My son was giving us a tour of his workplace, the "back shop" of Ellsworth Air Force Base, where he and his fellow airmen service the advanced avionics of the B1-Lancer. Along with the 7-foot-tall racks of test equipment for diagnosis and repair of ailing avionics systems, numerous bookcases are filled with volumes detailing the troubleshooting proceedures for each station. This level of troubleshooting and repair is not common though. For many other airframes, this service is performed by civilians back at the contractor's facility.
When systems are intended to steel one's defenses against the most feared adversary, you don't want to scrimp on technology. With superiority hinging on increasingly esoteric technology, there's fear the reasoning/troubleshooting skills, morale and creativity of maintenance personnel may atrophy. But developing cutting-edge top secret technology into serviceable aircraft means using self-diagnostics and expert systems.
One of our basic engineering axioms is: "Keep it simple, stupid" (KISS). It was invented by Lockheed engineers, and was aimed at ensuring that complex, advanced aircraft remained repairable in the throes of combat, far from the sophisticated tools and technical resources available to the designers.
KISS has some applicability in process measurement and control. We are faced with the same predicament: Use the best technology, but don't require engineers to be on call for maintenance. While we're not in an arms race per se with our competition, we are tasked with delivering safety, reliability and quality to our enterprises with diminishing human resources and a smaller budget. If we're anticipating combat-like circumstances during commissioning, start-up, shutdowns and/or midnight callouts, we may be compelled to forego the latest solutions in favor of the tried-and-true. In such cases, KISS may mean just installing 4-20 mA and forgetting about digital integration.
But what if the phone man was dutiful about KISS? He could run copper to our house instead of fiber. That would be fine for my Aunt Edith, but the younger generation might become envious of the neighbors' bandwidth.
Being perpetually resource-strapped and battle-weary may be reality for a lot of us, but is this how we'd choose to practice our profession? If KISS is the tactic to survive the combat, what's the strategy? "No one was ever fired for doing what they did last time"—except maybe André Maginot (look it up). Digital capabilities may never be completely exploited, even by the most talented and motivated end user. Are we scrimping on our duties if we defer to KISS? Where do you draw the line?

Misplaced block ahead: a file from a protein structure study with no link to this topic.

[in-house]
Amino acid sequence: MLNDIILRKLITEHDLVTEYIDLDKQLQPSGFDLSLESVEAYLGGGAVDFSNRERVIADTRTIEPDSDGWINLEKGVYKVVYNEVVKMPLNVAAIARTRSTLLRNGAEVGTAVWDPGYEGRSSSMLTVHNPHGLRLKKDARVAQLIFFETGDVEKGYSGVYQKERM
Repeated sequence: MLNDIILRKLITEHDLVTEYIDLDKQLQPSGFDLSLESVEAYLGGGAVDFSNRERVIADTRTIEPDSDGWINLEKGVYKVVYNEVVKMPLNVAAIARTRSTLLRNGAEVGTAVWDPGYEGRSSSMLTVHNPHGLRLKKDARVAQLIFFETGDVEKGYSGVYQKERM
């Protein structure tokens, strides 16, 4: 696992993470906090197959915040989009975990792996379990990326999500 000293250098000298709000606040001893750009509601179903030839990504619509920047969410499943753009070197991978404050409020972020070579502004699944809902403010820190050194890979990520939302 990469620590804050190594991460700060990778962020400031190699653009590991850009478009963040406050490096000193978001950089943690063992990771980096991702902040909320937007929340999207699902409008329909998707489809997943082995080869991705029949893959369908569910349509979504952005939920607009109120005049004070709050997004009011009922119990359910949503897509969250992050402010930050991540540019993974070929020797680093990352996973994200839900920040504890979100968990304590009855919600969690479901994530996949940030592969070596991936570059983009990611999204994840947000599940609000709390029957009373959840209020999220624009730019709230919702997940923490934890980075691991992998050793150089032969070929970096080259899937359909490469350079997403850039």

Control's editor in chief, Walt Boyes, recently blogged about his visit to a local brewery. When asked about his control systems, the brewer said, "We just want to make beer." This seeming indifference to our specialty is not uncommon, and it hardly inspires one to step out boldly. If the end user is indifferent about instruments, imagine how much they care about networks. But even the little brewery could benefit. For example, if a density measurement came "free" on a Coriolis flowmeter integrated with Modbus, Ethernet or fieldbus, that measurement would be mouse clicks away. So now while "just brewing beer," the brewer can also see when his sparging is complete, boil less water, and save some water and energy.
The capital required for process control is generally small compared to the overall kit, but its impact on long-term safety, reliability, quality and efficiency is disproportionately large. Digital integration of devices and systems may marginally increase complexity, risk and require a new skill set for the service guy, but it's an investment that can be strategic. While "lifecycle cost" and "lifecycle benefit" are practically becoming clichés devoid of meaning, it's a better metric for guiding our specifications than KISS. "Fitness for purpose" should consider all the intelligence and insight a measurement and control system has to offer.